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New York City Sees Uber Vehicle Numbers Soar Above Yellow Taxis

New York City Sees Uber Vehicle Numbers Soar Above Yellow Taxis 2

Black is the new yellow.

Uber has thrown down the gauntlet in the Big Apple taxi wars — overtaking the yellow-cab industry in total cars on the streets in less than four years of operation in New York, according to new TLC data.

The company has 14,088 black and luxury cars affiliated with it operating in the five boroughs, compared to 13,587 medallion cabs, according to the Taxi and Limousine Commission.

Uber has been active in the city only since May 2011, but its competitive rates and higher pay have quickly lured drivers and customers away from traditional taxi service.

“You can just turn on your phone and start working at any time,” said Uber driver Joel Abreu, 24, who lives in the Bronx.

He said he makes about $85,000 a year after expenses driving a luxury SUV for the company — more than double the salaries of an average yellow-cab driver.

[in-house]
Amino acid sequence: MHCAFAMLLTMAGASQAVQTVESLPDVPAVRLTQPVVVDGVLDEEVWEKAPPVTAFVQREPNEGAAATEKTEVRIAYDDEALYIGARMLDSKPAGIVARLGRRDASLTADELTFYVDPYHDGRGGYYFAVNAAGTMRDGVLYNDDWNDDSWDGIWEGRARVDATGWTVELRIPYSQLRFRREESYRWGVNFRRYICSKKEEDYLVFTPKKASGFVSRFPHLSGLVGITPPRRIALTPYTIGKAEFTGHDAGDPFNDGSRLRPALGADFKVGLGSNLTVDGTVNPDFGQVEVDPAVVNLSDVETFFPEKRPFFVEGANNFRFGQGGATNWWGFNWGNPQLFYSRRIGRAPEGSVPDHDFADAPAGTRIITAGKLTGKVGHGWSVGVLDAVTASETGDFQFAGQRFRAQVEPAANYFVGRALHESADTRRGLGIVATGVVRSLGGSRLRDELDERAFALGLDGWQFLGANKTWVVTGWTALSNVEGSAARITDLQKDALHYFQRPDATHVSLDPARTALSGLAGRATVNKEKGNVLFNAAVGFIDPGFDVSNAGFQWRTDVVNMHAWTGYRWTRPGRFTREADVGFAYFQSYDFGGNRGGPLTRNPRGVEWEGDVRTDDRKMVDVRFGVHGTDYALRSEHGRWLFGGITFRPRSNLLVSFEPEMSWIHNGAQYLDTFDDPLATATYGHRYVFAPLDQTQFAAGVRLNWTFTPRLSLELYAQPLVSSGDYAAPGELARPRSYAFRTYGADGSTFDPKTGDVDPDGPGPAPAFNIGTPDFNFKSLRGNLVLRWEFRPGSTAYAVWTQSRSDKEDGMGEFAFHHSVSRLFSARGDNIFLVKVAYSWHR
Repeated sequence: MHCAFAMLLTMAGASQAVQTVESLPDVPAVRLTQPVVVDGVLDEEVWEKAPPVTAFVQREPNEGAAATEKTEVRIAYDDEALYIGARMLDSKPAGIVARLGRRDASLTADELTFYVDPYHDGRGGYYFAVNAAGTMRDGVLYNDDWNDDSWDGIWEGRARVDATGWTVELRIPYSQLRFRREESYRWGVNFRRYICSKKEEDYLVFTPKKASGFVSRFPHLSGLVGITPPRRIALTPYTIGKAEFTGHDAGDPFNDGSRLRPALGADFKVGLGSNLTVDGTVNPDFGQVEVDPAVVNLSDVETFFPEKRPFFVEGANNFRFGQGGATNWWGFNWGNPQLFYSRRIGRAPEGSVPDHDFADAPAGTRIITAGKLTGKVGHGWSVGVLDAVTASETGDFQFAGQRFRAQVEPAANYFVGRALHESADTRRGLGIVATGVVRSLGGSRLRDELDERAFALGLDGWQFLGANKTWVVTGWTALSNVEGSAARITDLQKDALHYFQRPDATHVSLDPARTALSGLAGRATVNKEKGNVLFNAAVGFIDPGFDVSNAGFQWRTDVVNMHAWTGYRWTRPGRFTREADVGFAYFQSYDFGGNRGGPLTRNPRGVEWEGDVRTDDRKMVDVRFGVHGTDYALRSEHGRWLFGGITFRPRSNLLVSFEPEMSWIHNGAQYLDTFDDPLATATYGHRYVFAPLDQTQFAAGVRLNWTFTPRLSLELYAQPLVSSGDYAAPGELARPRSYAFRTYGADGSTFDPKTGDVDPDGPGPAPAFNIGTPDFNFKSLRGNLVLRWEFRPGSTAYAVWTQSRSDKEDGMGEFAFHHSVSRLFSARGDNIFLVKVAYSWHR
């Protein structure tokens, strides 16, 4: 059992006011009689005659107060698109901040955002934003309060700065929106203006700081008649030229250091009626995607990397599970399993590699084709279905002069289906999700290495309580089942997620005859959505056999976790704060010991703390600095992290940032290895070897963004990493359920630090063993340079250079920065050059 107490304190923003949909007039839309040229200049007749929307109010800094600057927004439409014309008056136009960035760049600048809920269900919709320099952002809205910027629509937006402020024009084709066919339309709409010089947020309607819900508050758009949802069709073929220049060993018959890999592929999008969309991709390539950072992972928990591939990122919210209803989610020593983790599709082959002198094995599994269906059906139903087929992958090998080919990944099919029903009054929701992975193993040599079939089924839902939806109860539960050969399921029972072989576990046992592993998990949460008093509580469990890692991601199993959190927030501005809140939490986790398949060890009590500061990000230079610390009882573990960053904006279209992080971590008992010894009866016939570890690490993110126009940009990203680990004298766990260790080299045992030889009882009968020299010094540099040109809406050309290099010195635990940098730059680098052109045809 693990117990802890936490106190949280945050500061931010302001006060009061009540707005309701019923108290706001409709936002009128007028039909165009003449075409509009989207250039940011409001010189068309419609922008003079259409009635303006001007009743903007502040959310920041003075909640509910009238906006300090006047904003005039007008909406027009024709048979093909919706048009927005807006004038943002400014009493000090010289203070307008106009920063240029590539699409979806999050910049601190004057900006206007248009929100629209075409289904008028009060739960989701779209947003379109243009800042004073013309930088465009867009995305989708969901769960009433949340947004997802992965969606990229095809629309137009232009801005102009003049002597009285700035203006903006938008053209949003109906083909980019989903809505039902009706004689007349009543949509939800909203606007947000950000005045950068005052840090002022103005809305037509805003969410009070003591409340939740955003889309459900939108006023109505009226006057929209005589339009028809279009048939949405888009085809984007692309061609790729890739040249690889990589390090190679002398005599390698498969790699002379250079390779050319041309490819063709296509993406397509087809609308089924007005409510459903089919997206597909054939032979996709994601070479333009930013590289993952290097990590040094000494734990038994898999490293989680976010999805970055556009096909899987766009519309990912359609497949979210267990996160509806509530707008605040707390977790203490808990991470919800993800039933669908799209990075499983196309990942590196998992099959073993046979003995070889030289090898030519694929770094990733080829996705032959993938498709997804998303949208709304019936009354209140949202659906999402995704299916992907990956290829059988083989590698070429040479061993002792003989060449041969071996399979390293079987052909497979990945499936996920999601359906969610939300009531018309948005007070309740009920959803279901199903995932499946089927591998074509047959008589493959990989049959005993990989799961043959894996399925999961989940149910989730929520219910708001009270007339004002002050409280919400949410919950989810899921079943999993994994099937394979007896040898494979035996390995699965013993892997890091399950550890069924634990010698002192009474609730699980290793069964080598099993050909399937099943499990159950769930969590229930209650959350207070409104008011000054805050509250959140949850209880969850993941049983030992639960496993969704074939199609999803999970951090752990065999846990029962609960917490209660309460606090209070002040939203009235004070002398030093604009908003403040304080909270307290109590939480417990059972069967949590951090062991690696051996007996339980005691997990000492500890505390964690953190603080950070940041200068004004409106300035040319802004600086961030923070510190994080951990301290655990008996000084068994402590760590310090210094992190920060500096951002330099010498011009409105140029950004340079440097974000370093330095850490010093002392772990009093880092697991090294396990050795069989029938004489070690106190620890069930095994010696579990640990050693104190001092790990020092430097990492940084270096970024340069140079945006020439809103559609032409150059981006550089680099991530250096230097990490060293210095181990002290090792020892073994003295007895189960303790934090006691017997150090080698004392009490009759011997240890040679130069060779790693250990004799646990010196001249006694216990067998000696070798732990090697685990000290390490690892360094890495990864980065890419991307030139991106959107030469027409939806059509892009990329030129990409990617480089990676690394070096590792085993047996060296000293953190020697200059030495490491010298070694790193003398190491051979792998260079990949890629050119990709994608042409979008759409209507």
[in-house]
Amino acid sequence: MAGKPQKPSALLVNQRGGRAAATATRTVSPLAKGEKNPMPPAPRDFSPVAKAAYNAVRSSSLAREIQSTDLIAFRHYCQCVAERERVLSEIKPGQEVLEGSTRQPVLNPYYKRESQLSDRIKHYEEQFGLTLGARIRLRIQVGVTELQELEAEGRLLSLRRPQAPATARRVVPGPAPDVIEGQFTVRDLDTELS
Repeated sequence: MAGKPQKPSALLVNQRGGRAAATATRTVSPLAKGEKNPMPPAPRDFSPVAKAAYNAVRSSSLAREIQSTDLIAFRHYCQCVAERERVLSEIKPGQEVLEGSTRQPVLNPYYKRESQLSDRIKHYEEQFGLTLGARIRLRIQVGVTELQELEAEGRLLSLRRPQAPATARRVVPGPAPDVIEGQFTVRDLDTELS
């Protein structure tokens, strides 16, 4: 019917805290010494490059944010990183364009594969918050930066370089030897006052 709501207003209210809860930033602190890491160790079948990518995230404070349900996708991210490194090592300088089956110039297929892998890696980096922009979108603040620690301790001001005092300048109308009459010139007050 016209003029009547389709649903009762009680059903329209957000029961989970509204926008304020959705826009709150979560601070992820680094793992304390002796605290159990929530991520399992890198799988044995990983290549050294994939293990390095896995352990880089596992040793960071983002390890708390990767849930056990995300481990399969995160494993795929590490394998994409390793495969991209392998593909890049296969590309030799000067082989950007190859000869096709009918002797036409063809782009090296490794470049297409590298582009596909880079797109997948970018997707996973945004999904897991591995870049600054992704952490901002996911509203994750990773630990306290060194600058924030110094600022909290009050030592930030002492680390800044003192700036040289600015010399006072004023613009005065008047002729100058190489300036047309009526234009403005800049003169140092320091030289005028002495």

Abreu said the service has become too popular, and he wishes there were less competition among the hacks.

“I feel like there are too many drivers now,” he said.

Yellow cabs still make 10 times more trips than Uber cars in the city.

Some veteran cabbies said they are perfectly happy running a meter, and have no plans to switch.
“The money isn’t bad, and the person I drive for is a friend of mine so I’m helping him out as well,” said Shammi Sharma, 61, of New Jersey.

He said he makes $35,000 a year, or about $10 an hour, in his Ford Escape cab after expenses.

He said that there is always the risk that the passenger will flee and not give him cash or swipe their credit card — which is impossible with Uber’s guaranteed payment system.

“Sometimes people just won’t pay and will get out,” he said. “When that happens, I let them go. It’s just part of the job.”

Critics of the app, like the Committee for Taxi Safety, have said Uber is siphoning off revenue from the city because it doesn’t give tax revenue through medallion sales and its allure to drivers has discouraged medallion auctions.

TLC Commissioner Meera Joshi recently said in public testimony that she was concerned that Uber, unlike yellow cabs, does not pay surcharges that fund the MTA and make taxis more handicapped-accessible.

She also said she was concerned that they were adding to the city’s congestion, since most Uber trips take place in Manhattan.



By Melkorka Licea, Elizabeth Ruby and Rebecca Harshbarger

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